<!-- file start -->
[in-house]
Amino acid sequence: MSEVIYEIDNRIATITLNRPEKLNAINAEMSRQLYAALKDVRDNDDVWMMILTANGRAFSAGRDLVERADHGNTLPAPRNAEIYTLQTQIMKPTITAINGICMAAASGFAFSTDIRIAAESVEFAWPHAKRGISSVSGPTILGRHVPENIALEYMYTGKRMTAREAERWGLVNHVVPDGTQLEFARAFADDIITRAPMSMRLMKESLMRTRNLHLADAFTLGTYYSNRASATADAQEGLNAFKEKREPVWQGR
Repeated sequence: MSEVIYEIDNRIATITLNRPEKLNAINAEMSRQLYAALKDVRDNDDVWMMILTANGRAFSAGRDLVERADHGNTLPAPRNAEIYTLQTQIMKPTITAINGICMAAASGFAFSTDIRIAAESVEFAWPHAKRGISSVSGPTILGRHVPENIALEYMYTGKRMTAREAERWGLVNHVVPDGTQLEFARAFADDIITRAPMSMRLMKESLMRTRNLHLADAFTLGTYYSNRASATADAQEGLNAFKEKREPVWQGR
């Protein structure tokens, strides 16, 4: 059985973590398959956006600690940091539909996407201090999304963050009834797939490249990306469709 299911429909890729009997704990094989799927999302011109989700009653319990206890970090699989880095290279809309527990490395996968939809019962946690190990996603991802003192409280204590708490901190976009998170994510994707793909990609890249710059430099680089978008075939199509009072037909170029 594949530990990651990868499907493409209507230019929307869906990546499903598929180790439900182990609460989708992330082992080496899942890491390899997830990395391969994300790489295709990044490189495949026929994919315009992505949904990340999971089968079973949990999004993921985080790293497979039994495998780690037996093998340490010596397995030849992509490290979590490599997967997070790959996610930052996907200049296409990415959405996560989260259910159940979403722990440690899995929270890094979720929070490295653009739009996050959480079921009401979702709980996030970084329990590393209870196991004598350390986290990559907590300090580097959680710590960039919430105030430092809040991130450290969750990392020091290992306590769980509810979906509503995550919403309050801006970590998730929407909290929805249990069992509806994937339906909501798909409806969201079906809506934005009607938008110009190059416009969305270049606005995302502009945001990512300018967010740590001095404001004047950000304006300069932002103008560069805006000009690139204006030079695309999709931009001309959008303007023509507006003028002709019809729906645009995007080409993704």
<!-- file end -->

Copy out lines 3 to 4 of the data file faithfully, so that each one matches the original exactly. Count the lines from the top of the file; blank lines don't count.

Repeated sequence: MSEVIYEIDNRIATITLNRPEKLNAINAEMSRQLYAALKDVRDNDDVWMMILTANGRAFSAGRDLVERADHGNTLPAPRNAEIYTLQTQIMKPTITAINGICMAAASGFAFSTDIRIAAESVEFAWPHAKRGISSVSGPTILGRHVPENIALEYMYTGKRMTAREAERWGLVNHVVPDGTQLEFARAFADDIITRAPMSMRLMKESLMRTRNLHLADAFTLGTYYSNRASATADAQEGLNAFKEKREPVWQGR
């Protein structure tokens, strides 16, 4: 059985973590398959956006600690940091539909996407201090999304963050009834797939490249990306469709 299911429909890729009997704990094989799927999302011109989700009653319990206890970090699989880095290279809309527990490395996968939809019962946690190990996603991802003192409280204590708490901190976009998170994510994707793909990609890249710059430099680089978008075939199509009072037909170029 594949530990990651990868499907493409209507230019929307869906990546499903598929180790439900182990609460989708992330082992080496899942890491390899997830990395391969994300790489295709990044490189495949026929994919315009992505949904990340999971089968079973949990999004993921985080790293497979039994495998780690037996093998340490010596397995030849992509490290979590490599997967997070790959996610930052996907200049296409990415959405996560989260259910159940979403722990440690899995929270890094979720929070490295653009739009996050959480079921009401979702709980996030970084329990590393209870196991004598350390986290990559907590300090580097959680710590960039919430105030430092809040991130450290969750990392020091290992306590769980509810979906509503995550919403309050801006970590998730929407909290929805249990069992509806994937339906909501798909409806969201079906809506934005009607938008110009190059416009969305270049606005995302502009945001990512300018967010740590001095404001004047950000304006300069932002103008560069805006000009690139204006030079695309999709931009001309959008303007023509507006003028002709019809729906645009995007080409993704």